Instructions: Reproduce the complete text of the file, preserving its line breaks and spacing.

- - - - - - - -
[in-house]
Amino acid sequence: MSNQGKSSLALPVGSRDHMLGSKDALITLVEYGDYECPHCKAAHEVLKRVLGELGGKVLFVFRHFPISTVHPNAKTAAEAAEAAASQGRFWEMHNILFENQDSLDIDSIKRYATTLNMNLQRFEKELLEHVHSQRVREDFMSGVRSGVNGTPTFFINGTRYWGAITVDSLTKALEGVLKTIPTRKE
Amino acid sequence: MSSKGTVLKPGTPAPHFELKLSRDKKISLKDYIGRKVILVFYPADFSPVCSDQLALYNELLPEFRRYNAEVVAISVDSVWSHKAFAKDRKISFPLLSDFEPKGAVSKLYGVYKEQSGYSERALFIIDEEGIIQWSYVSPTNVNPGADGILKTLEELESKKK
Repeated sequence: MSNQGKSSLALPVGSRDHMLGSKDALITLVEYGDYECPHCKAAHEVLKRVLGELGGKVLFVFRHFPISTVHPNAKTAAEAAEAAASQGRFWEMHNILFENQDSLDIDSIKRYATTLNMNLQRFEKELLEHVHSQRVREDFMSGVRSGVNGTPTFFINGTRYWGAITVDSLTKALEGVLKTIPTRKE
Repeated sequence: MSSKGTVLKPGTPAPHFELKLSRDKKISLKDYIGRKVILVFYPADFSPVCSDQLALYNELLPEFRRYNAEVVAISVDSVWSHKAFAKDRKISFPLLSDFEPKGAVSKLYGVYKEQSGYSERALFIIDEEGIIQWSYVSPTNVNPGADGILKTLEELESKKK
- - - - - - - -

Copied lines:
[in-house]
Amino acid sequence: MSNQGKSSLALPVGSRDHMLGSKDALITLVEYGDYECPHCKAAHEVLKRVLGELGGKVLFVFRHFPISTVHPNAKTAAEAAEAAASQGRFWEMHNILFENQDSLDIDSIKRYATTLNMNLQRFEKELLEHVHSQRVREDFMSGVRSGVNGTPTFFINGTRYWGAITVDSLTKALEGVLKTIPTRKE
Amino acid sequence: MSSKGTVLKPGTPAPHFELKLSRDKKISLKDYIGRKVILVFYPADFSPVCSDQLALYNELLPEFRRYNAEVVAISVDSVWSHKAFAKDRKISFPLLSDFEPKGAVSKLYGVYKEQSGYSERALFIIDEEGIIQWSYVSPTNVNPGADGILKTLEELESKKK
Repeated sequence: MSNQGKSSLALPVGSRDHMLGSKDALITLVEYGDYECPHCKAAHEVLKRVLGELGGKVLFVFRHFPISTVHPNAKTAAEAAEAAASQGRFWEMHNILFENQDSLDIDSIKRYATTLNMNLQRFEKELLEHVHSQRVREDFMSGVRSGVNGTPTFFINGTRYWGAITVDSLTKALEGVLKTIPTRKE
Repeated sequence: MSSKGTVLKPGTPAPHFELKLSRDKKISLKDYIGRKVILVFYPADFSPVCSDQLALYNELLPEFRRYNAEVVAISVDSVWSHKAFAKDRKISFPLLSDFEPKGAVSKLYGVYKEQSGYSERALFIIDEEGIIQWSYVSPTNVNPGADGILKTLEELESKKK